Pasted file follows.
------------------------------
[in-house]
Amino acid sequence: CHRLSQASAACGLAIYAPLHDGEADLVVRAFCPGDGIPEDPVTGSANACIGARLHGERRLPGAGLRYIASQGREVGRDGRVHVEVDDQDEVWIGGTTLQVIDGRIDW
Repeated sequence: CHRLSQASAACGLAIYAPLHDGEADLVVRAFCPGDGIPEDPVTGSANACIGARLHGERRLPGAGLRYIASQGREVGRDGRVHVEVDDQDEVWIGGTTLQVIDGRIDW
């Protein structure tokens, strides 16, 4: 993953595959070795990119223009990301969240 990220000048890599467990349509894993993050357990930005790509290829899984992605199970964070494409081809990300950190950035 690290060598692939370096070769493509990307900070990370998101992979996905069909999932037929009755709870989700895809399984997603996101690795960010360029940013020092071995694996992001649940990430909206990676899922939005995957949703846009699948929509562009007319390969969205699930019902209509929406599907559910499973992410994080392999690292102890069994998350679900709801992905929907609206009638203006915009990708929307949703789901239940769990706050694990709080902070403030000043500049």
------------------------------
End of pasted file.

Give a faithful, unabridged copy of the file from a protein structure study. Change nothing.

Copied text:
[in-house]
Amino acid sequence: CHRLSQASAACGLAIYAPLHDGEADLVVRAFCPGDGIPEDPVTGSANACIGARLHGERRLPGAGLRYIASQGREVGRDGRVHVEVDDQDEVWIGGTTLQVIDGRIDW
Repeated sequence: CHRLSQASAACGLAIYAPLHDGEADLVVRAFCPGDGIPEDPVTGSANACIGARLHGERRLPGAGLRYIASQGREVGRDGRVHVEVDDQDEVWIGGTTLQVIDGRIDW
């Protein structure tokens, strides 16, 4: 993953595959070795990119223009990301969240 990220000048890599467990349509894993993050357990930005790509290829899984992605199970964070494409081809990300950190950035 690290060598692939370096070769493509990307900070990370998101992979996905069909999932037929009755709870989700895809399984997603996101690795960010360029940013020092071995694996992001649940990430909206990676899922939005995957949703846009699948929509562009007319390969969205699930019902209509929406599907559910499973992410994080392999690292102890069994998350679900709801992905929907609206009638203006915009990708929307949703789901239940769990706050694990709080902070403030000043500049």